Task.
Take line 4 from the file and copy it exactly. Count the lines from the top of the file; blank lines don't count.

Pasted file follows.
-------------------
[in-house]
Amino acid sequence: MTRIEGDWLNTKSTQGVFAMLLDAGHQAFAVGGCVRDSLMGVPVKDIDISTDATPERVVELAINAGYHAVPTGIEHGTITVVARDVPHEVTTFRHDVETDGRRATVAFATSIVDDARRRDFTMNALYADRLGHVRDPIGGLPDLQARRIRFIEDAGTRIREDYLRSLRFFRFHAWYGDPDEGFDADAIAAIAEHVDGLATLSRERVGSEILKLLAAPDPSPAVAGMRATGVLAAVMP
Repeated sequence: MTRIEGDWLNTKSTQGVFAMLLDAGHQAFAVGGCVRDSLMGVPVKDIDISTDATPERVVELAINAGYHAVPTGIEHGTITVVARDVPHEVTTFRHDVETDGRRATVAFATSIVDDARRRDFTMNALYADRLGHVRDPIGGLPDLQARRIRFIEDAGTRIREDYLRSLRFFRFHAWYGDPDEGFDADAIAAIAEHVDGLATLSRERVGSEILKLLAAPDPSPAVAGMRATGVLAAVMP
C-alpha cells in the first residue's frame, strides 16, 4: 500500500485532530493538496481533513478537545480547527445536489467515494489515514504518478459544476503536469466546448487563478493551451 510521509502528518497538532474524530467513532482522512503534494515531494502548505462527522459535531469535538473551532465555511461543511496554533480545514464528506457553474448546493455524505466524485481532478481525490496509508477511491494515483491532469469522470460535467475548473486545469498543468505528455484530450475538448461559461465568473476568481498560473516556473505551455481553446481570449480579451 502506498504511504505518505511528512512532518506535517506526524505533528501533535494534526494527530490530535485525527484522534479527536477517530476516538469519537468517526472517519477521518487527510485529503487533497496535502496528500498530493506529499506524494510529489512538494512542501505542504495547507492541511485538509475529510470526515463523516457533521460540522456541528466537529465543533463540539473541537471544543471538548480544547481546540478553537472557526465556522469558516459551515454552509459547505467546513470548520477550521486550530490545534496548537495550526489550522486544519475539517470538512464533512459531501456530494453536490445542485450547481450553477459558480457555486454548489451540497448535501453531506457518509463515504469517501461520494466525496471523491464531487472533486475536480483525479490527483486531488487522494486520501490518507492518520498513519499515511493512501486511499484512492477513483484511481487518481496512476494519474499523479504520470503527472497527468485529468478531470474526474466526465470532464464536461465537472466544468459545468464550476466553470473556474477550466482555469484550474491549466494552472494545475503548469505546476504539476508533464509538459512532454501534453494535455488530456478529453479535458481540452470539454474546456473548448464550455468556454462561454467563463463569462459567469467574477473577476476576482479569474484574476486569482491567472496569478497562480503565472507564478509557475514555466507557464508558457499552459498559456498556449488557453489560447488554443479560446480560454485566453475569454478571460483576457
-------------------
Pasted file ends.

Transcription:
C-alpha cells in the first residue's frame, strides 16, 4: 500500500485532530493538496481533513478537545480547527445536489467515494489515514504518478459544476503536469466546448487563478493551451 510521509502528518497538532474524530467513532482522512503534494515531494502548505462527522459535531469535538473551532465555511461543511496554533480545514464528506457553474448546493455524505466524485481532478481525490496509508477511491494515483491532469469522470460535467475548473486545469498543468505528455484530450475538448461559461465568473476568481498560473516556473505551455481553446481570449480579451 502506498504511504505518505511528512512532518506535517506526524505533528501533535494534526494527530490530535485525527484522534479527536477517530476516538469519537468517526472517519477521518487527510485529503487533497496535502496528500498530493506529499506524494510529489512538494512542501505542504495547507492541511485538509475529510470526515463523516457533521460540522456541528466537529465543533463540539473541537471544543471538548480544547481546540478553537472557526465556522469558516459551515454552509459547505467546513470548520477550521486550530490545534496548537495550526489550522486544519475539517470538512464533512459531501456530494453536490445542485450547481450553477459558480457555486454548489451540497448535501453531506457518509463515504469517501461520494466525496471523491464531487472533486475536480483525479490527483486531488487522494486520501490518507492518520498513519499515511493512501486511499484512492477513483484511481487518481496512476494519474499523479504520470503527472497527468485529468478531470474526474466526465470532464464536461465537472466544468459545468464550476466553470473556474477550466482555469484550474491549466494552472494545475503548469505546476504539476508533464509538459512532454501534453494535455488530456478529453479535458481540452470539454474546456473548448464550455468556454462561454467563463463569462459567469467574477473577476476576482479569474484574476486569482491567472496569478497562480503565472507564478509557475514555466507557464508558457499552459498559456498556449488557453489560447488554443479560446480560454485566453475569454478571460483576457